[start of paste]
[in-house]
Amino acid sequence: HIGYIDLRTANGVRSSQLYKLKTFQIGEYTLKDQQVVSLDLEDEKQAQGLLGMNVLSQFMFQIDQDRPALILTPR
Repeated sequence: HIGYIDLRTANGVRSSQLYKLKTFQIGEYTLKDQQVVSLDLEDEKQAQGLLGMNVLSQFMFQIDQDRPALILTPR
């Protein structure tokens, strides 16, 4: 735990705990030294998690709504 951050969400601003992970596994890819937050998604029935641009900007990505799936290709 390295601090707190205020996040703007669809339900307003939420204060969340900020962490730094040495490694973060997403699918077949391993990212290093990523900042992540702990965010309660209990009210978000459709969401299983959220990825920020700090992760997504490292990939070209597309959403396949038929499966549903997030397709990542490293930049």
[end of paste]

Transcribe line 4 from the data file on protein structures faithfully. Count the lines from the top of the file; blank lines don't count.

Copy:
């Protein structure tokens, strides 16, 4: 735990705990030294998690709504 951050969400601003992970596994890819937050998604029935641009900007990505799936290709 390295601090707190205020996040703007669809339900307003939420204060969340900020962490730094040495490694973060997403699918077949391993990212290093990523900042992540702990965010309660209990009210978000459709969401299983959220990825920020700090992760997504490292990939070209597309959403396949038929499966549903997030397709990542490293930049």